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Discovering inspiring short food supply chains practices from Austria

The Short Supply Chain Knowledge and Innovation Network, SKIN, continued its discovery trip among local good practices and innovative short food chains stories by meeting the people behind the short food supply chain practices in Austria.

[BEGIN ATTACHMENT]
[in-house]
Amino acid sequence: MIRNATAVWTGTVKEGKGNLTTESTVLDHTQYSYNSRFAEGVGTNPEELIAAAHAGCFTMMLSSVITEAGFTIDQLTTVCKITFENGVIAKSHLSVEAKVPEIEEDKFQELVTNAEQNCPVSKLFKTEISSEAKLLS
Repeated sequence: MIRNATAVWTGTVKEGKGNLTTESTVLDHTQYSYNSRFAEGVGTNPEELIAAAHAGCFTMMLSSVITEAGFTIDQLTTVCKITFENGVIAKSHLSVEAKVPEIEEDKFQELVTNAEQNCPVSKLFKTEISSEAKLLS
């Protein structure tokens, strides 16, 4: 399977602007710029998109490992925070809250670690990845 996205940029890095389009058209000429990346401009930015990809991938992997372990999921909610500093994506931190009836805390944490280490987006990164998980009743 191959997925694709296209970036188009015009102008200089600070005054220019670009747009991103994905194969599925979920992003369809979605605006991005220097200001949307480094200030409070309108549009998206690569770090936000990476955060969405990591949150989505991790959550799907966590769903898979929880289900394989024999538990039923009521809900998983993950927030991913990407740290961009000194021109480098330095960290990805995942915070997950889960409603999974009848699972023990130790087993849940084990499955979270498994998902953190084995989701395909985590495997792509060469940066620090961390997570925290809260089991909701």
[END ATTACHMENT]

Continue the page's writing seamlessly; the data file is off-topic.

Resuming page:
On the 18th and 19th of January, the consortium had the opportunity to do this while assessing the main drivers for change within the sector during their workshop in Vienna. Discussions took place on population growth, food security and technology, and consumer habits. At the beginning of the workshop, Hanni Rützler of Future Food Studio took the centre stage by strengthening the connection between food, health and everyday habits by assessing consumer and societal trends. Later on, a series of innovative Viennese practices were presented during the workshop. Wolfgang Palme of Cityfam introduced the major factors related to the development of modern agriculture in urban areas. These include the tight link between local products, the direct selling approach, and the rapidly surging community gardening and urban gardening initiatives. These are good ways to bring citizens and communities closer to the food they consume. An innovative case about the way the reduction of waste can lead to the production of taste was then presented. Manuel Bornbaum of Hutundstiel grows mushrooms out of organic urban waste and sells them to local restaurants. Another innovative initiative can be found in a restaurant called Radius 66. Led by Josef Floh, it serves only seasonal and local products, which offer a tasteful experience of the region. They come from local providers who are located within the restaurant’s 66 km radius. Lastly, the SKIN consortium met Gregor Hoffman of Bluen who conciliates zero-waste production agriculture with sustainable fish production, thus establishing a circular and sustainable link between water and agriculture. After meeting the key players from Austria, a field trip took place to discover the short food supply chains activities happening at the Agricultural Technical School of Pyhra. Here, the students get practical training and lessons on plant production, animal husbandry, forestry, farm machinery, fruit growing, dairy production and processing, concluding the trip of Austrian good practices discovery. Beyond these practical cases, the SKIN partners were taken through a series of scenarios shaped by the emergence of innovative technologies in the food sector and by our evolving food experience and consumption habits. In the grander scheme of things, these good practices are indeed insightful and innovative examples that capture the relevance of short food supply chains with the sustainable perception on food production and consumption.